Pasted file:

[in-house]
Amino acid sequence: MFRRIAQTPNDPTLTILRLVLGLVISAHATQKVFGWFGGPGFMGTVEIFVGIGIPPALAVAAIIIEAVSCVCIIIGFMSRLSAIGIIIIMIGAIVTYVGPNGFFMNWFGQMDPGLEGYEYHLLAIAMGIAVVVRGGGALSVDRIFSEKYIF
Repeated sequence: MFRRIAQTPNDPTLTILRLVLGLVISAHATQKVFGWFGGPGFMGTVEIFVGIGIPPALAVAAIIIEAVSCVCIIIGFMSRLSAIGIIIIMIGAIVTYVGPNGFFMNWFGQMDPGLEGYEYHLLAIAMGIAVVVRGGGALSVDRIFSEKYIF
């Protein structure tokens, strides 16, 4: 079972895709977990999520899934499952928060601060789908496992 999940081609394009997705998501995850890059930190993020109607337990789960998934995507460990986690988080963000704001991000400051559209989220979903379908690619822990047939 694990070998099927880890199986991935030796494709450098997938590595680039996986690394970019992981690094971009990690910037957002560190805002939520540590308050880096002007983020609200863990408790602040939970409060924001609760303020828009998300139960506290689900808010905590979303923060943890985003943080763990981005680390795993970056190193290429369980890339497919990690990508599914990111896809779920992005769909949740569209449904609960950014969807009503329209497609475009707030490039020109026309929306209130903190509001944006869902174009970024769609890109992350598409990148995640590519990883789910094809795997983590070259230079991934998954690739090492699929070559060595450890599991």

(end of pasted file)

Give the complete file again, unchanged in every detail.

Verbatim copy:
[in-house]
Amino acid sequence: MFRRIAQTPNDPTLTILRLVLGLVISAHATQKVFGWFGGPGFMGTVEIFVGIGIPPALAVAAIIIEAVSCVCIIIGFMSRLSAIGIIIIMIGAIVTYVGPNGFFMNWFGQMDPGLEGYEYHLLAIAMGIAVVVRGGGALSVDRIFSEKYIF
Repeated sequence: MFRRIAQTPNDPTLTILRLVLGLVISAHATQKVFGWFGGPGFMGTVEIFVGIGIPPALAVAAIIIEAVSCVCIIIGFMSRLSAIGIIIIMIGAIVTYVGPNGFFMNWFGQMDPGLEGYEYHLLAIAMGIAVVVRGGGALSVDRIFSEKYIF
């Protein structure tokens, strides 16, 4: 079972895709977990999520899934499952928060601060789908496992 999940081609394009997705998501995850890059930190993020109607337990789960998934995507460990986690988080963000704001991000400051559209989220979903379908690619822990047939 694990070998099927880890199986991935030796494709450098997938590595680039996986690394970019992981690094971009990690910037957002560190805002939520540590308050880096002007983020609200863990408790602040939970409060924001609760303020828009998300139960506290689900808010905590979303923060943890985003943080763990981005680390795993970056190193290429369980890339497919990690990508599914990111896809779920992005769909949740569209449904609960950014969807009503329209497609475009707030490039020109026309929306209130903190509001944006869902174009970024769609890109992350598409990148995640590519990883789910094809795997983590070259230079991934998954690739090492699929070559060595450890599991």